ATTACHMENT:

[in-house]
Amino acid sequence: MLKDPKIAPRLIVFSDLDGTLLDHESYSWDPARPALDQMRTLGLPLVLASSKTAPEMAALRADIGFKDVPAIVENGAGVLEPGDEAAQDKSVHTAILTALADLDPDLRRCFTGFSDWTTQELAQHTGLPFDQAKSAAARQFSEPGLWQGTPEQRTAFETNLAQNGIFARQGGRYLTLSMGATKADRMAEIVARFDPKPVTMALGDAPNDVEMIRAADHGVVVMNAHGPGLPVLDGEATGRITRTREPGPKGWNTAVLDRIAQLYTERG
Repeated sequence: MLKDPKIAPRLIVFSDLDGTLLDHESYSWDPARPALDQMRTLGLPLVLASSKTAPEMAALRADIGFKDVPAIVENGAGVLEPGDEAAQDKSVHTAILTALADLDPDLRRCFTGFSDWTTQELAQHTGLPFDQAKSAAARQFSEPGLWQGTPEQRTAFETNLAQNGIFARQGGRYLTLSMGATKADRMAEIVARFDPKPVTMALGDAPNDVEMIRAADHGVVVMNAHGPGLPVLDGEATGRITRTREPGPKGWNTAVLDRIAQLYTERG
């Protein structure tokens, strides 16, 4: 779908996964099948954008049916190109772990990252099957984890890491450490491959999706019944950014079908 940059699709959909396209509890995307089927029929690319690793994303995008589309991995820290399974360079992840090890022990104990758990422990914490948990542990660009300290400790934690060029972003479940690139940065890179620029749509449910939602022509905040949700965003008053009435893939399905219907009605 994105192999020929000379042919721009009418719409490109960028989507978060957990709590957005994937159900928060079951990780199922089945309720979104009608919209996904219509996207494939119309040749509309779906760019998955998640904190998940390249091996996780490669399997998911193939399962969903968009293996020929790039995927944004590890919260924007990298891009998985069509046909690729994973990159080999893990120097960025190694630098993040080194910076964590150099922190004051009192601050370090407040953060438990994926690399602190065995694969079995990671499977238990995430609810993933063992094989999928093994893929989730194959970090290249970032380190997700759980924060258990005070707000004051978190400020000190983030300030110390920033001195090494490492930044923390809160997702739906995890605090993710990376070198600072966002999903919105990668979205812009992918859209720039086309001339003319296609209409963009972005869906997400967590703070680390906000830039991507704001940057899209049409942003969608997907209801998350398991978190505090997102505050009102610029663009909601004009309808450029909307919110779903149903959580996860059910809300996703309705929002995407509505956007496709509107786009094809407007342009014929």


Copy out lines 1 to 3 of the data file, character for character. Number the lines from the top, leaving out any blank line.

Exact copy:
[in-house]
Amino acid sequence: MLKDPKIAPRLIVFSDLDGTLLDHESYSWDPARPALDQMRTLGLPLVLASSKTAPEMAALRADIGFKDVPAIVENGAGVLEPGDEAAQDKSVHTAILTALADLDPDLRRCFTGFSDWTTQELAQHTGLPFDQAKSAAARQFSEPGLWQGTPEQRTAFETNLAQNGIFARQGGRYLTLSMGATKADRMAEIVARFDPKPVTMALGDAPNDVEMIRAADHGVVVMNAHGPGLPVLDGEATGRITRTREPGPKGWNTAVLDRIAQLYTERG
Repeated sequence: MLKDPKIAPRLIVFSDLDGTLLDHESYSWDPARPALDQMRTLGLPLVLASSKTAPEMAALRADIGFKDVPAIVENGAGVLEPGDEAAQDKSVHTAILTALADLDPDLRRCFTGFSDWTTQELAQHTGLPFDQAKSAAARQFSEPGLWQGTPEQRTAFETNLAQNGIFARQGGRYLTLSMGATKADRMAEIVARFDPKPVTMALGDAPNDVEMIRAADHGVVVMNAHGPGLPVLDGEATGRITRTREPGPKGWNTAVLDRIAQLYTERG